Editor's note: Mountain Bike Trail Guide, by Bulletin outdoors writer Mark Morical, features various trails in Central Oregon and beyond. The trail guide appears in Adventure Sports on alternating Fridays through the riding season.
One of the oldest mountain biking trails in Central Oregon, the Black Rock Trail south of Bend is a relatively short (4½ miles) ribbon of dirt singletrack that skirts a truly dramatic landscape.
The trail could serve as a field course in geology. It parallels the edge of a vast lava-rock field that covers more than 9 square miles from U.S. Highway 97 east to the Deschutes River. The field — for whose jagged black lava formations the trail is named — was formed by the eruption of the Lava Butte cinder cone some 7,000 years ago, according to the U.S. Forest Service.
The Black Rock Trail was rerouted from its original path about 10 years ago. But on a recent ride, I could see why some of Central Oregon's mountain biking pioneers considered it one of their favorite trails in the early 1980s.
“It was one of the first ones around,” said Kent Howes, who serves on the board of directors for the Central Oregon Trail Alliance. “It sort of got put away for a while, and didn't really get worked on, and then came back about 10 years ago. It just didn't get used much (before that).”
I started the ride Monday from the Deschutes River Trail at Dillon Falls, planning an out-and-back ride of about 17 miles. About four miles into the trip, I arrived at Benham Falls, its whitewater shimmering in the sun on a bright spring day.
Above the falls, the trail widens and comes to a wooden bridge. After crossing the bridge, bikers have a choice of heading west (right) to continue along the river trail to Sunriver, or going southeast (left) onto the Black Rock Trail.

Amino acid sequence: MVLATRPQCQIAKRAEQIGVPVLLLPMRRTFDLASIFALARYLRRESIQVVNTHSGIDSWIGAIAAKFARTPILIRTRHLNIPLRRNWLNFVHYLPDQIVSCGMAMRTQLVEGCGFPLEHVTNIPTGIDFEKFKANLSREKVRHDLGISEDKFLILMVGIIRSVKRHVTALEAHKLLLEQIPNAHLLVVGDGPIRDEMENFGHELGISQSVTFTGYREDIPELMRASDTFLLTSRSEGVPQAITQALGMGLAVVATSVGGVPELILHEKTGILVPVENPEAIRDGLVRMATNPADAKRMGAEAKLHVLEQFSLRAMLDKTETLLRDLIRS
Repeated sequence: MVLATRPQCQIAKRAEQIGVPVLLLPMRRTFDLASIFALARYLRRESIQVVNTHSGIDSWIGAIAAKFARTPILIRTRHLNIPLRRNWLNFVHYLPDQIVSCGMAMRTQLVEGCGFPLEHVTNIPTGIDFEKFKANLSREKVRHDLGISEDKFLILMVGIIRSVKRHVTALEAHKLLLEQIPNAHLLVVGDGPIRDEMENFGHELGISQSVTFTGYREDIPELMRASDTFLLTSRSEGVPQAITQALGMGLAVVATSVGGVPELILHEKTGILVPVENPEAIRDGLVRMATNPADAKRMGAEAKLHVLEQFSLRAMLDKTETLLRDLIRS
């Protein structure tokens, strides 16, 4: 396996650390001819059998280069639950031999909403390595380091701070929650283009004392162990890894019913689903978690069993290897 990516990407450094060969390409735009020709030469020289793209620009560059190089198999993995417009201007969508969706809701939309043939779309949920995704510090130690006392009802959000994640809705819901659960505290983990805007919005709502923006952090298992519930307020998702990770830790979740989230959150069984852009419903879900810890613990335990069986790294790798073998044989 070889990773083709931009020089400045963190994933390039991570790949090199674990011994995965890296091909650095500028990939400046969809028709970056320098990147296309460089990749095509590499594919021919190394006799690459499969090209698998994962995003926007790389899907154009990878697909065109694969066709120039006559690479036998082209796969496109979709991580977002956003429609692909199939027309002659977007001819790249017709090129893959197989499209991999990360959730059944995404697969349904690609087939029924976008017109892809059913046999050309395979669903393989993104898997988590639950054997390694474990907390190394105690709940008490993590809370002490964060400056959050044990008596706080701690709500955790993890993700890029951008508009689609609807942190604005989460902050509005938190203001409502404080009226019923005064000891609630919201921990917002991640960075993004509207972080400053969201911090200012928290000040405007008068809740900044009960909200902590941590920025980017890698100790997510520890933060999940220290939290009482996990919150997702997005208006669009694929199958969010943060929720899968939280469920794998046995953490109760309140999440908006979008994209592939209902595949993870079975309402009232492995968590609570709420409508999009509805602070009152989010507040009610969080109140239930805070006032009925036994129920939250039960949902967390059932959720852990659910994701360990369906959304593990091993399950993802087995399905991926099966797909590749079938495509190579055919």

I turned left and began a gradual climb to the southeast, nothing too strenuous or technical.
The trail is flanked by a wall of black lava rock. To truly appreciate the geologic wonder, riders can dismount and scramble up the rock, or turn onto an old dirt road that runs up and over the lava field.
I made that turn, about halfway to Lava Butte, and soaked up a view that is unique to Central Oregon: a never-ending field of lava rocks with the snowcapped Cascade mountains in the background. Here and there, lonely trees grew out of the rock as if sprouting out of the African savanna.
Back on the trail, I pedaled my way to Lava Butte. The gradual climb required some bursts of power from my legs but was generally easy. Once at Lava Butte, I turned around to begin the trip back to Benham Falls.
The mostly downhill ride back to the falls was fast and fun, a smooth trip with a few extremely brief technical rock sections.
As I made my way back toward Benham Falls, I noticed small wooden stakes with pink flags paralleling the trail, as if a new path might be in the works. Turns out, it is.
The U.S. Forest Service and the Oregon Department of Transportation are planning to build a 10-foot-wide, 11-mile-long paved path that runs from Lava Butte to Benham Falls, and from the falls to Sunriver. Much of this paved road — planned to be completed by fall 2013 — will parallel the Black Rock Trail.
Marv Lang, a recreation forester for the U.S. Forest Service in Bend, told me the new path will provide a way for folks in Sunriver to reach Benham Falls and the Lava Lands Visitor Center at Lava Butte via bike or foot.
“It's an area we haven't tapped into much yet,” Lang said. “It's really more for families. We expect to see most of the use from Sunriver to Benham Falls.”
I have mixed feelings about this project. I wonder if the tourist crowd from Sunriver would take away from the solitude and scenery of the Black Rock Trail. But on the other hand, I would not be against taking my young children — too young for mountain biking — riding along a paved trail in such a spectacular location.
I guess the project will provide more access to the Lava Lands to more visitors, and in the long run, maybe that's not such a bad thing.